Emma Walker Technical Engineering Apprentice in the Mechanical Engineering Dept. of the University of Bath

What is your current job?


As an apprentice I have to machine and hand fit my own tools as part of my work. I also have to take part in teaching the university students how to use machinery. We have to make sure the workshops are clean and safe for employees, students and visitors.  The apprenticeship is a three-year course with time to learn about all aspects of the work from the heavy machinery, 3D printing and laser cutting using CAD, and hand fitting materials to create components.

What do you love about your job?


It is a very friendly environment, my work colleagues were very welcoming when I first started, and I’ve met so many amazing people since starting my apprenticeship. I am constantly learning all the time and there are so many aspects to engineering it makes each day different and exciting.


I love the fact that part of my job role is to make components that get used a lot by students and colleagues. It feels so satisfying to be able to see how your work makes a difference. It's not so good when you create products/components that don’t end up how they should, but you have to learn from your mistakes and try again!


It's not all practical work. I have to write reports and risk assessments, which are not much fun, and there is a lot of coursework involved in the apprenticeship. However, it is all part of the course and finishing the paperwork makes you feel very satisfied and accomplished.

Why did you choose a job in engineering?


I have always wanted to know how things work and what goes on in engines and mechanical products, so when I left school at 16 I studied motor vehicle maintenance at Trowbridge College. On my days off I did work experience at a company called Designability, where the workshop manager was my inspiration and role model. He taught me so many things about engineering and that you can accomplish anything if you want it badly enough. Knowing that I was able to weld metal, use heavy machinery and create products from scratch was completely mind blowing! His encouragement helped me to apply for the apprenticeship so now I work at the University of Bath and do my training with Bath College .

What skills and qualities do you need?


Communication skills are a big key, luckily I am a confident person, so I found it very easy to settle into my apprenticeship and create a positive relationship with the working staff in my area. I also have to talk to students and answer any questions they may have.


Some days I work in a team, sometimes on my own, so I need to be able to use my own initiative, to contribute ideas to the team and to follow orders.


Being organised is a key element in my job. When I’m creating a component I have to write down what I plan to do and then write what I actually did.


You have to be good at working to time limits and you need be able to prioritise what has to be completed first and what tasks can wait.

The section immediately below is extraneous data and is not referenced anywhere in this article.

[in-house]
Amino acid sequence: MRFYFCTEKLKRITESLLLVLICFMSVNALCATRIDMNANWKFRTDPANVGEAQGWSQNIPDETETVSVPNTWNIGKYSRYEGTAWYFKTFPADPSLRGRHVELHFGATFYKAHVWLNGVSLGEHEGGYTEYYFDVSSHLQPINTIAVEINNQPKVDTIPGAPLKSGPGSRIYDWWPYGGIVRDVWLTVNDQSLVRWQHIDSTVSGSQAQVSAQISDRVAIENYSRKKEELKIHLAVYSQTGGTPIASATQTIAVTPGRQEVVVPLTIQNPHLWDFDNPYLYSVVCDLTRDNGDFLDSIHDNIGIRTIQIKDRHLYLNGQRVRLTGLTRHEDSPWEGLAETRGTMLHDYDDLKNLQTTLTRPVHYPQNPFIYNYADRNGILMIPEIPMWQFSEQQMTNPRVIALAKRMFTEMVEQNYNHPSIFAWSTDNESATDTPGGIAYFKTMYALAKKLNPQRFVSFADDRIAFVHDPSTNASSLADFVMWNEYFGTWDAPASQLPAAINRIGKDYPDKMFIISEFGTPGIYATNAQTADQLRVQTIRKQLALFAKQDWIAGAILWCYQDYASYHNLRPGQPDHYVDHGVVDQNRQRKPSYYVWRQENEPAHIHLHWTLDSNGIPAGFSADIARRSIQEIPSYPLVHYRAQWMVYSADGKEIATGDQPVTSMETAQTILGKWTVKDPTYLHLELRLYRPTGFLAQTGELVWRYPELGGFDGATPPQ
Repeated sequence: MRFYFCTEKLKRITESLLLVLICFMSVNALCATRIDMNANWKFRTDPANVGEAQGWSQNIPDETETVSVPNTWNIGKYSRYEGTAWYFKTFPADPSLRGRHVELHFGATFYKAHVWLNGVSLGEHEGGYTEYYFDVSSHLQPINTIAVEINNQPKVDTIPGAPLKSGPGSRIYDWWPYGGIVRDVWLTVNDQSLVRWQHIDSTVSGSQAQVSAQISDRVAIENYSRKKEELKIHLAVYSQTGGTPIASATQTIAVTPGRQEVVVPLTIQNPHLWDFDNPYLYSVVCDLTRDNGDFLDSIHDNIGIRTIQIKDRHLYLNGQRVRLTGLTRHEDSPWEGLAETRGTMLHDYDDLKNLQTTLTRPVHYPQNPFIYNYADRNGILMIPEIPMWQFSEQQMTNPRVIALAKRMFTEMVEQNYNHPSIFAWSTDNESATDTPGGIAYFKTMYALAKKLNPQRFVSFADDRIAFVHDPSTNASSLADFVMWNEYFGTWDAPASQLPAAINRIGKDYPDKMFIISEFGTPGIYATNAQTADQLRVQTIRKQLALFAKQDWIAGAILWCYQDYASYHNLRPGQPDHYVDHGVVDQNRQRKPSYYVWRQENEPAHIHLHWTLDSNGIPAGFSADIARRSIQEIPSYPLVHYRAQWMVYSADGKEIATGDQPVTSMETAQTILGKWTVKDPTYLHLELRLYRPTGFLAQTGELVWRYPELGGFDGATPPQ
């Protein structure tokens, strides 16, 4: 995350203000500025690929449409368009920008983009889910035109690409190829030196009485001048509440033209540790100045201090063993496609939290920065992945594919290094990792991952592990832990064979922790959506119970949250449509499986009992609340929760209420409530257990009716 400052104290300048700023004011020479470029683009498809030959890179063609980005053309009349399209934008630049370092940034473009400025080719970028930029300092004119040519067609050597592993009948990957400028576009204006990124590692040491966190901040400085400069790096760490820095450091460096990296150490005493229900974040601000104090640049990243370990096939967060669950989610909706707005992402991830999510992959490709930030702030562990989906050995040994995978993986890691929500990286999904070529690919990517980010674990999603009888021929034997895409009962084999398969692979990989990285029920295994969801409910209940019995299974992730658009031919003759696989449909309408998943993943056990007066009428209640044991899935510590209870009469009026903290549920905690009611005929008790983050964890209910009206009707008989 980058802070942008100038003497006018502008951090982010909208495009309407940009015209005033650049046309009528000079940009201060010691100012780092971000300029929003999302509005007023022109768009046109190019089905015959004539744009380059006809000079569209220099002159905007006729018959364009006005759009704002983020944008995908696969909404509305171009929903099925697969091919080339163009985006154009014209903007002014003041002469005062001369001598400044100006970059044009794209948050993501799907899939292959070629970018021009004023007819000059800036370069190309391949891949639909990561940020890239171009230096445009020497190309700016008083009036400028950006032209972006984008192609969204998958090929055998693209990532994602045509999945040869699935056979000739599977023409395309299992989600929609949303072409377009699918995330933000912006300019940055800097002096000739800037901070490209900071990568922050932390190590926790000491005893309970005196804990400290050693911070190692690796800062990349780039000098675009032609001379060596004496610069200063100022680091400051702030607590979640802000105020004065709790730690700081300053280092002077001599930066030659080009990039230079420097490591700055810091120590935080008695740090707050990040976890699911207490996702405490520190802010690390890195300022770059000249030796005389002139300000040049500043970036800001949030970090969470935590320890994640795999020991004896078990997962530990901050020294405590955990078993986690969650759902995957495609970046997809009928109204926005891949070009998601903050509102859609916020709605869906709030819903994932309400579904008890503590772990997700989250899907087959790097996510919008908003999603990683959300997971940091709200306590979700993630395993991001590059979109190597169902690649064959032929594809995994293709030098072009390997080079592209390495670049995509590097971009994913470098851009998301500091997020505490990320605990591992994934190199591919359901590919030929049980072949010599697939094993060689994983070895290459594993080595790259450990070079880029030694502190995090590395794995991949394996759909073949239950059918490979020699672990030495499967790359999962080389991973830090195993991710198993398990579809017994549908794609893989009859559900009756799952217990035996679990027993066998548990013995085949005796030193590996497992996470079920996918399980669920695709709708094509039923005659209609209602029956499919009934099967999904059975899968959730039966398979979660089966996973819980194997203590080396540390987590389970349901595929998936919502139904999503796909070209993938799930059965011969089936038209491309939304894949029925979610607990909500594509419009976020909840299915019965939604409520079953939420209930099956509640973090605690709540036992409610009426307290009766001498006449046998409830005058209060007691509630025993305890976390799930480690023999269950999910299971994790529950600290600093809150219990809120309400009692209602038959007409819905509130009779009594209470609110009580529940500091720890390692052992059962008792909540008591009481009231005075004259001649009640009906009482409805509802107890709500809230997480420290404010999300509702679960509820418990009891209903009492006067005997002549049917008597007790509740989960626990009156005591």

What advice do you have for young women interested in engineering?


Engineering is a very fulfilling career: there is nothing more satisfying than creating something that does something!!


There are so many aspects of engineering to look into, so don’t look into one area and be put off by it; look into a different type of engineering.  There are software, civil, electronics, hardware and mechanical engineering to name just a few.  There’s bound to be something that suits you. Don’t ever give up on what you want to do in life, it’s never going to be easy, but I guarantee it will be worth it in the end!

When you were at school, what would have helped you prepare for a career in engineering and become more employable?


Taking Design and Technology in school would have been good for me, but at the time I was more interested in science and geography.


Days where people from industry speak at schools to explain what engineering firms do and make would be useful, with sessions on what the different types of engineering disciplines are and what work is involved in them.  It’s not true that all engineering is dirty and oily, a lot of engineering job roles are computer based, or set in a clean environment. School trips to an engineering company would really enlighten students about the industry, and give them a full experience of what engineering really involves.

Final comments


An apprenticeship is a fantastic way to start an engineering career and work experience is great to give you an idea of what engineering is really about, for me that was the key to the start of my career.

Engineering really challenges you in all aspects of yourself; you may be doing something completely different each day which is a great experience! But no matter how challenging it may be, it’s very important never to give up on your dreams, because in the end you will feel so accomplished and rewarded!

Philippa Astill- BET Project Manager

c/o Bath College

Avon Street



Email: Philippa.Astill@bathcollege.ac.uk


Telephone: 07452 866402


Twitter: @batheductrust